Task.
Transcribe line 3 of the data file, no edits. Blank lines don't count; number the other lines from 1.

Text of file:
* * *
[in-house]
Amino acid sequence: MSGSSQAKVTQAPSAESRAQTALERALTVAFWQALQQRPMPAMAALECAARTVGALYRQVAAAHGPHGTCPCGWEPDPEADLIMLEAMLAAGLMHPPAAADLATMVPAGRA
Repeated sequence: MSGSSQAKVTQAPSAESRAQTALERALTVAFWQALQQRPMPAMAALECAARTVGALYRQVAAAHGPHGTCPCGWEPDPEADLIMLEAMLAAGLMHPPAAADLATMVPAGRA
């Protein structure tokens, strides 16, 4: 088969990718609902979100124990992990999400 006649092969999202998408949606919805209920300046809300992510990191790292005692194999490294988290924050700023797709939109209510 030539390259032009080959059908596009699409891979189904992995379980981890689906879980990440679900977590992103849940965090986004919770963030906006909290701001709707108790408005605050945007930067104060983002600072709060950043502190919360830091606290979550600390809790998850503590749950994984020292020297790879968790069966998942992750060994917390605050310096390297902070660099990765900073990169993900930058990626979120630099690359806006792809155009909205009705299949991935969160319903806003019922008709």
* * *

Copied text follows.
Repeated sequence: MSGSSQAKVTQAPSAESRAQTALERALTVAFWQALQQRPMPAMAALECAARTVGALYRQVAAAHGPHGTCPCGWEPDPEADLIMLEAMLAAGLMHPPAAADLATMVPAGRA